W.V.O. Quine’s writings were key to the development of American philosophy in the 1950s, 1960s, and 1970s. His landmark works (“Two Dogmas of Empiricism,” “Ontological Relativity,” and Word and Object, for example) provided a very appealing combination of plain speaking, seriousness, and import. Quine’s voice certainly stands out among all American philosophers of his period.
Quine’s insistence on naturalism as a view of philosophy’s place in the world is one of his key contributions. Philosophy is not a separate kind of theorizing and reasoning about the world, according to Quine; it is continuous with the empirical sciences through which we study the natural world (of which humanity and the social world are part). Also fundamental is his coherence theory of the justification of beliefs, both theoretical and philosophical. This theory was the source of John Rawls’s method of reasoning for a theory of justice based the idea of “reflective equilibrium.” This approach depended on careful weighing of our “considered judgments” and the adjustments of ethical beliefs needed to create the most coherent overall system of ethical beliefs.
Philosophically I am bound to Dewey by the naturalism that dominated his last three decades. With Dewey I hold that knowledge, mind, and meaning are part of the same world that they have to do with, and that they are to be studied in the same empirical spirit that animates natural science. There is no place for a prior philosophy. (185).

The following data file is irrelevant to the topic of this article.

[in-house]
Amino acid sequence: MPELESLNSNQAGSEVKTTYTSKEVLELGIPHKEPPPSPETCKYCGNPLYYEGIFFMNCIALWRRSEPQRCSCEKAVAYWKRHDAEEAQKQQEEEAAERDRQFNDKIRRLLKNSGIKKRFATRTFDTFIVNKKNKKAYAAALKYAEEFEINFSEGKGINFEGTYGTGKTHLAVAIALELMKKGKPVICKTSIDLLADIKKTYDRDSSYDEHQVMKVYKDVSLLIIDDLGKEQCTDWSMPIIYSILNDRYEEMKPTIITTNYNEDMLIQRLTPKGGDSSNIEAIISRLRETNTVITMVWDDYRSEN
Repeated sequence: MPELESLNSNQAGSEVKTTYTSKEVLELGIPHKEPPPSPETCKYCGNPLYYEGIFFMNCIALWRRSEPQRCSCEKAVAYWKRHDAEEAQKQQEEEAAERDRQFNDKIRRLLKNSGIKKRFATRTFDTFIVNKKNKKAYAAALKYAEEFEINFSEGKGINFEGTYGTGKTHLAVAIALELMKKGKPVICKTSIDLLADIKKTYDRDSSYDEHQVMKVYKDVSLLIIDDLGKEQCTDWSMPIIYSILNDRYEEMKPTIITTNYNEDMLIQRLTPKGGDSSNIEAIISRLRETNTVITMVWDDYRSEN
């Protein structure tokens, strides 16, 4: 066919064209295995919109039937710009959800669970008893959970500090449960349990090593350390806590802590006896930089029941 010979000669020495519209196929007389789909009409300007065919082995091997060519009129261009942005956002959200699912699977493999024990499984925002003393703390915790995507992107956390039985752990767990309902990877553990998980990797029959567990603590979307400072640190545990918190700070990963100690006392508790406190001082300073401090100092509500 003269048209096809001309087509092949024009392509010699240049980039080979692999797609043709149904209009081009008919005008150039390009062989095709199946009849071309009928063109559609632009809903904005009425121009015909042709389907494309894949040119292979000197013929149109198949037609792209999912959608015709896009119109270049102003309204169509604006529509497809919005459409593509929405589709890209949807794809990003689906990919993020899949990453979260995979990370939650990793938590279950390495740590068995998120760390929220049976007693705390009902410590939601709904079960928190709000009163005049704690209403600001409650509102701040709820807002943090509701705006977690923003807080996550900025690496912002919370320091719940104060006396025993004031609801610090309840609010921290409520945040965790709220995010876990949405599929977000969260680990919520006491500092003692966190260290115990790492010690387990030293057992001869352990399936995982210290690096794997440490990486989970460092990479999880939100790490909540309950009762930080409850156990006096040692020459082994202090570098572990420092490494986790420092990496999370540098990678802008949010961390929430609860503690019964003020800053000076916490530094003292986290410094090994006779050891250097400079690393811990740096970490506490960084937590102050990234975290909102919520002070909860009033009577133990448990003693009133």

For naturalism the question whether two expressions are alike or unlike in meaning has no determinate answer, known or unknown, except insofar as the answer is settled in principle by people’s speech dispositions, known or unknown. If by these standards there are indeterminate cases, so much the worse for the terminology of meaning and likeness of meaning. (187)
The implicit maxim guiding his choice of ‘rabbit’, and similar choices for other native words, is that an enduring and relatively homogeneous object, moving as a whole against a constrasting background, is a likely reference for a short expression. If he were to become conscious of this maxim, he might celebrate it as one of the linguistic universals, or traits of all languages, and he would have no trouble pointing out its psychological plausibility. But he would be wrong; the maxim is his own imposition, toward settling what is objectively indeterminate. It is a very sensible imposition, and I would recommend no other. But I am making philosophical point. (191)
These are radical and counter-intuitive conclusions — in some ways as radical as the “incommensurability of paradigms” notion associated with Thomas Kuhn and the critique of objectivity associated with Richard Rorty. What is most striking, though, is the fact that Quine comes to these conclusions through reasoning that rests upon very simple and clear assumptions. Fundamentally, it is his view that the only kinds of evidence and the only constraints that are available to users and listeners of language are the evidences of observable behavior; and the full body of this system of observations is insufficient to uniquely identify a single semantic map and a single ontology.
(Peter Hylton’s article in the Stanford Encyclopedia of Philosophy does a good job of capturing the logic of Quine’s philosophy; link.)